Memories are made of this

Memories are made of this

Hello again, this week I will be explaining a little about memory and how it can be affected by dementia. The person living with dementia may be able to remember much about their own history and memory for events and life experiences but often short term memory (STM) is poor.

STM is responsible for temporarily storing information to allow people to perform tasks which include comprehending what is going on in the present, being able to reason and learn new things. That is why a person with dementia may repeat themselves within a very short space of time or forget what they were doing or saying (this can be as little as 12 seconds).

Jane Mullins

Jane Mullins

As you may know this can be very frustrating and the more the person feels stressed with this, the harder recalling the information becomes. Help them to relax with gentle touch, eye contact, be on their level and show them that you are interested.

Whilst at times this can be very hard, be aware that, more often than not, the person has something to say so please do not brush them aside. If someone is getting a little upset, then comfort them and think about creative ways of communicating with them in order to try and understand what they are trying to convey.

Sometimes people may be in pain or need to go to the toilet but are unable to communicate this and they may be disorientated, so bear these things in mind. Remember all of your senses may be able to help; sight, hearing, touch, smell and taste, we communicate in so many ways, and not just the words that we speak.

Day to day routines can be helped by using Post it notes in prominent places such as fridge doors and bathroom mirrors, break tasks into small chunks and encourage your loved one to concentrate on one thing at a time. Have one place for keeping keys, glasses and money and where possible both keep a diary or notebook to write things down.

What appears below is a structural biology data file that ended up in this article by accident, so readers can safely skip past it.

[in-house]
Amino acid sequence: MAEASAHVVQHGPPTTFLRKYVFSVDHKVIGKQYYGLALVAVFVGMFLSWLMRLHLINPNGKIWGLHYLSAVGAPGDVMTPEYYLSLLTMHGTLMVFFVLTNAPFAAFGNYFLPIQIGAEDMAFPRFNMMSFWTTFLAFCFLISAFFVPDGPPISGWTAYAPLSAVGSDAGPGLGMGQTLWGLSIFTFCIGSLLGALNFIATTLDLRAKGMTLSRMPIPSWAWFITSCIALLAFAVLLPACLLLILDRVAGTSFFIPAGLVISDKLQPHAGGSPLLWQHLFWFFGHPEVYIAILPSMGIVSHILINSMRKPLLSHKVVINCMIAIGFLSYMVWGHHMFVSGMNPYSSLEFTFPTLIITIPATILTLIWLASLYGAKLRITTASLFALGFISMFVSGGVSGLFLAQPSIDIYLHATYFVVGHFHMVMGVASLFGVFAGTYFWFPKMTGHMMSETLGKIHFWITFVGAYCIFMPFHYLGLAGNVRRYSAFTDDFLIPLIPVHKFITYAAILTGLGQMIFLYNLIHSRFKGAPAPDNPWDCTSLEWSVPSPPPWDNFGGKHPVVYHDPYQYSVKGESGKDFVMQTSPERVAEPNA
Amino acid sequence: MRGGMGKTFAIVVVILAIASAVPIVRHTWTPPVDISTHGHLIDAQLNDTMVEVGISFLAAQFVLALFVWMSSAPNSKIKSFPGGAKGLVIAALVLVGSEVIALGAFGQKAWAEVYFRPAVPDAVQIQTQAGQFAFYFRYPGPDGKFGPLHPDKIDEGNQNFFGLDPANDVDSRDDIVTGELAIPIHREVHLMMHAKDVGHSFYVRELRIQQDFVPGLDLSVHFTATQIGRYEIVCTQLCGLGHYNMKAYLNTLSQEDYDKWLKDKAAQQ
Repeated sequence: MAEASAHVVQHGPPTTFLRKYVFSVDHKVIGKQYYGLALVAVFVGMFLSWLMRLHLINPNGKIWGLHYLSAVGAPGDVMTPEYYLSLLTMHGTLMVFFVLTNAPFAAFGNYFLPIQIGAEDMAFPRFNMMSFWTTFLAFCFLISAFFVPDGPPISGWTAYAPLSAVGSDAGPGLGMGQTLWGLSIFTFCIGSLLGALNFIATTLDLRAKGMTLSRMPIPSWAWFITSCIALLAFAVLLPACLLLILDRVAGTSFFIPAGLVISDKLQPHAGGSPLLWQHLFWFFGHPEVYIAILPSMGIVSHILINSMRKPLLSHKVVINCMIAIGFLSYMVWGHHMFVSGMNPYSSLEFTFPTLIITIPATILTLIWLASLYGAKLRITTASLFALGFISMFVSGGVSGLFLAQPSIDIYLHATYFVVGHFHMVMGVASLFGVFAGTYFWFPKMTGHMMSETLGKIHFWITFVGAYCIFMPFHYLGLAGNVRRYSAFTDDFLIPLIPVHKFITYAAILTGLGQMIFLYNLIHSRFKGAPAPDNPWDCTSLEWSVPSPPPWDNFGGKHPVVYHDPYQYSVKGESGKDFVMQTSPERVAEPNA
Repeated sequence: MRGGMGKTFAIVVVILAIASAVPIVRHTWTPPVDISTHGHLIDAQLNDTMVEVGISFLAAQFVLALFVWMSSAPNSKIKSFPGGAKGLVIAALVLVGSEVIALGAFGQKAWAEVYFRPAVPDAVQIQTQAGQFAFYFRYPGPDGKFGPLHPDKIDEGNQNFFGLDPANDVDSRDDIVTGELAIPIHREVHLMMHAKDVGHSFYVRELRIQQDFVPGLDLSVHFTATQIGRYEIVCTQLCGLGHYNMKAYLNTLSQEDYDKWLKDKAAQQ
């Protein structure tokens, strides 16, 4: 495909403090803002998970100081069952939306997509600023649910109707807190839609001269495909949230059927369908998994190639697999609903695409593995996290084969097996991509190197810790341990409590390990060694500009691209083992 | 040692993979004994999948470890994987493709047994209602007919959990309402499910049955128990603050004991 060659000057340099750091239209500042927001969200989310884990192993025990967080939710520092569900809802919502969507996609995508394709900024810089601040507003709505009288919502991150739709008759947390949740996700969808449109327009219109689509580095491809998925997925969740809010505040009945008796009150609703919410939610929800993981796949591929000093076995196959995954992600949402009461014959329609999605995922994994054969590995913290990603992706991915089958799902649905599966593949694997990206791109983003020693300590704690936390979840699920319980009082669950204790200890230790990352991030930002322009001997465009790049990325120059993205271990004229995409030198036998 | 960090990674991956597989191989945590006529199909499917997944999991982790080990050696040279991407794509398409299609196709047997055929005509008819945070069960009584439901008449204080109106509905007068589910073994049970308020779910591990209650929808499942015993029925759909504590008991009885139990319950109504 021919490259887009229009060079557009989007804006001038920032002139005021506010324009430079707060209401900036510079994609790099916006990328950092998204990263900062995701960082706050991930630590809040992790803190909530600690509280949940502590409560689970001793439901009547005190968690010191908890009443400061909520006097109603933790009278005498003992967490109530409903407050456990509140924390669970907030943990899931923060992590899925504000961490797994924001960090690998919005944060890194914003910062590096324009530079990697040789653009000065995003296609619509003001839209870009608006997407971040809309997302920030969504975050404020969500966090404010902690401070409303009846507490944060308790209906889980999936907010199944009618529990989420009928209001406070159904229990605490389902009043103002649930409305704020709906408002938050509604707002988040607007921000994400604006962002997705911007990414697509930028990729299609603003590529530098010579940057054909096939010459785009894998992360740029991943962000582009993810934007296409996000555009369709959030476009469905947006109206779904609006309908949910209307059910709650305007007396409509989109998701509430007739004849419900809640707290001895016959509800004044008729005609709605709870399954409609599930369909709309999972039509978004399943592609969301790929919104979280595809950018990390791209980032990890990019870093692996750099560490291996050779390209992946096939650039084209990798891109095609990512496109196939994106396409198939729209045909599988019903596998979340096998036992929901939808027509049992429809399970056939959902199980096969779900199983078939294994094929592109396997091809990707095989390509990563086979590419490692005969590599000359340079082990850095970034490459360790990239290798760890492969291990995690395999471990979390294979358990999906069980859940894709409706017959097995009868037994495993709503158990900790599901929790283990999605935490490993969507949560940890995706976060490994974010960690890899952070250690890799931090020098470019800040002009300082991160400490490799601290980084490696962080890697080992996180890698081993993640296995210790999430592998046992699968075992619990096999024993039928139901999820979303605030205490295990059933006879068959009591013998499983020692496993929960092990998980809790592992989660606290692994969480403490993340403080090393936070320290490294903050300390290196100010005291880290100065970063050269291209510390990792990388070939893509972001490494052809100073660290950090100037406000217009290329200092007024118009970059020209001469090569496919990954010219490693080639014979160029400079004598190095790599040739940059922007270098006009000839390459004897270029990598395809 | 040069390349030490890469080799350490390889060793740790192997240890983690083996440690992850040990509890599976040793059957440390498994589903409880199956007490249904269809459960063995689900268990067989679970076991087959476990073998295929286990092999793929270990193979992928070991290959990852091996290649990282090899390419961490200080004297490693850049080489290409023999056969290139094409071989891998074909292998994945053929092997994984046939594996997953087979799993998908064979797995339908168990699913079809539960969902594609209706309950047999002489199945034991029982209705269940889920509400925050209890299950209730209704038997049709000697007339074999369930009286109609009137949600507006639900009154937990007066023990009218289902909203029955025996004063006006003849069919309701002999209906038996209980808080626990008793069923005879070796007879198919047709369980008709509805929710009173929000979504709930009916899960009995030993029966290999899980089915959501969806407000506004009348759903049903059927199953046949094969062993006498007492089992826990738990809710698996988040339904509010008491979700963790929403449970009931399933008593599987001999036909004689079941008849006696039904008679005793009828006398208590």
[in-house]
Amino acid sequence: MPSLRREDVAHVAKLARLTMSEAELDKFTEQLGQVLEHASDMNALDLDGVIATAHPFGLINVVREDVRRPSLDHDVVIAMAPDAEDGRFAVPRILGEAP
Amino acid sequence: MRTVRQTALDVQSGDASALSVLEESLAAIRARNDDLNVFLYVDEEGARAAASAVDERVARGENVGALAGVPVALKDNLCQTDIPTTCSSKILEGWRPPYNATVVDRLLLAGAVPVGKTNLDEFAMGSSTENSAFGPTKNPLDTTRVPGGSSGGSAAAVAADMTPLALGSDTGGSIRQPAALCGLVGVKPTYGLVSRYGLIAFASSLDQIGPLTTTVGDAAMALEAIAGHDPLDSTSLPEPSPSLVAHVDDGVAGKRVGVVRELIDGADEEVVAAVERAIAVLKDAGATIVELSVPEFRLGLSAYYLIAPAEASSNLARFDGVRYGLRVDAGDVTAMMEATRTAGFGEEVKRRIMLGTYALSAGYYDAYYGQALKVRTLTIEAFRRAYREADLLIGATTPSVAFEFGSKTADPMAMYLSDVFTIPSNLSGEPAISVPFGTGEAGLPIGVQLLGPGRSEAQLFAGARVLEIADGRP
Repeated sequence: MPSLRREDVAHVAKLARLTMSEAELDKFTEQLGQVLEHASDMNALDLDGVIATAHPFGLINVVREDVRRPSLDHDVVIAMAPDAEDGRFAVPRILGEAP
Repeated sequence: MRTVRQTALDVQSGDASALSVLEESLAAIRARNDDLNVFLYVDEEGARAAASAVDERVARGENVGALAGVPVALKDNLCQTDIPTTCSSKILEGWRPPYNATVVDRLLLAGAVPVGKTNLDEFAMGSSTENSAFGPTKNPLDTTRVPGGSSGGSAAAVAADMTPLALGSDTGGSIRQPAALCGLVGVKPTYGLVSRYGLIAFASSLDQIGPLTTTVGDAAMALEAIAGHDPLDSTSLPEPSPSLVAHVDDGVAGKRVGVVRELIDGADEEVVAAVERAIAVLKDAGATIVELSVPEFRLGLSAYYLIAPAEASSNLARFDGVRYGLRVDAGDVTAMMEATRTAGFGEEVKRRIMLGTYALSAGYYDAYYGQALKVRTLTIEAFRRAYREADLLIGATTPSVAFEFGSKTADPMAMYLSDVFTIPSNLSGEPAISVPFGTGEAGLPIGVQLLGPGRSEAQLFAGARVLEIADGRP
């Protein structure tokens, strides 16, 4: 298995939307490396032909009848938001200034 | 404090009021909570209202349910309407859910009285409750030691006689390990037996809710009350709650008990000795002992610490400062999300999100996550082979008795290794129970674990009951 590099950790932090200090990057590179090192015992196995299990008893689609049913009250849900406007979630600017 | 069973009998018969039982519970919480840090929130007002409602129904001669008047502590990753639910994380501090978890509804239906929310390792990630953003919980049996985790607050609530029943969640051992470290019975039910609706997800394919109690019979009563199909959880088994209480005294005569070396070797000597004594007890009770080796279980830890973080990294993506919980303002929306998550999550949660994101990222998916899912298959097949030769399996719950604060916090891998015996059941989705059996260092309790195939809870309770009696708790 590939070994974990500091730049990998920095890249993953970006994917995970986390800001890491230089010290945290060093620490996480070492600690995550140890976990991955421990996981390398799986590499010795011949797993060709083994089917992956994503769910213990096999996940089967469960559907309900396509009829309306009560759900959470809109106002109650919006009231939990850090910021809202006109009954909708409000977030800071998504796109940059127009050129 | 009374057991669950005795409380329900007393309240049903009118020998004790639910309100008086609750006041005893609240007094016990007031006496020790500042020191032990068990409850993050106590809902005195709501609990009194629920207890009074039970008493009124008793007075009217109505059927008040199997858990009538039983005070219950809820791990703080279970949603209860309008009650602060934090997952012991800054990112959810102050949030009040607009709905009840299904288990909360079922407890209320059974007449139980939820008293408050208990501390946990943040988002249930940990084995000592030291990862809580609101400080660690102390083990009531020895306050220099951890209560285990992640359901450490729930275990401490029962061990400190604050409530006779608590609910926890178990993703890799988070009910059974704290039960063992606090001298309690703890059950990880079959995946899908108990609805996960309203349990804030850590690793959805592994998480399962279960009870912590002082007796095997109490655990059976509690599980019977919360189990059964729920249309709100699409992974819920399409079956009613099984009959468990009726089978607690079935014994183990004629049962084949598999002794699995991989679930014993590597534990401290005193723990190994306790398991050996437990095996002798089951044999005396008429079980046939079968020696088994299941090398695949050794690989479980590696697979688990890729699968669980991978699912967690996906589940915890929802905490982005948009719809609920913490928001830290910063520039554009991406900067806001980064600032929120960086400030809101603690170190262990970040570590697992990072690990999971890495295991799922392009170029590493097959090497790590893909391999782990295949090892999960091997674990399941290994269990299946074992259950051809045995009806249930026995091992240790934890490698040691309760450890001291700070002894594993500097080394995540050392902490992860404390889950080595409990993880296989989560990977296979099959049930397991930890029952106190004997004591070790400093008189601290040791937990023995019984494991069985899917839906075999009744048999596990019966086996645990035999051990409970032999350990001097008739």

Make life less stressful by setting up Direct Debits with your bank to pay regular bills. Try and involve your family and friends as much as possible. Keeping physically and socially active can have a great effect on memory and most areas have some community services which offer stimulating activities, local libraries may be a good place to start.

Try and avoid becoming isolated, don’t give up on the enjoyable things you have done together, there may still be ways to participate whether it is singing, dancing, art groups, seeing friends at the local pub. There may also be a Forget me not group, Dementia café or Dementia Friends group in your area.

Bye Bye for now, if you have anything you would like me to discuss you can contact me

by Jane Mullins

Jane Mullins (RGN, Bn, PGcASR) is a dementia nurse consultant. She has worked on the Memory Teams of Bath and Cardiff, managed a Nursing Home and cared for older people in many hospital settings. Her PhD; A Suitcase Full of Memories explores holiday reminiscence activities for people with dementia and their partners.

DUETcare_logo_squareShe is the creator of DUETcare, Dignity, Understanding and Empathy Training, specialising in training in Dementia and Care of the Older Person. She is involved in a number of creative projects including playfulness and the use of music and playlists for people living with dementia and their partners and families.

This column is here to help you understand what is happening and how the dementia may affect your loved one and offers tips and suggestions to help you. This column is not intended to replace your GP or Specialist Doctor, it is to give a guide to explain what may be happening to your loved one living with dementia and how you may be able to help through adopting interesting and helpful approaches.

Dementia affects people individually and different stages will come with different issues, therefore, the advice here is general and I would always recommend speaking with your doctor.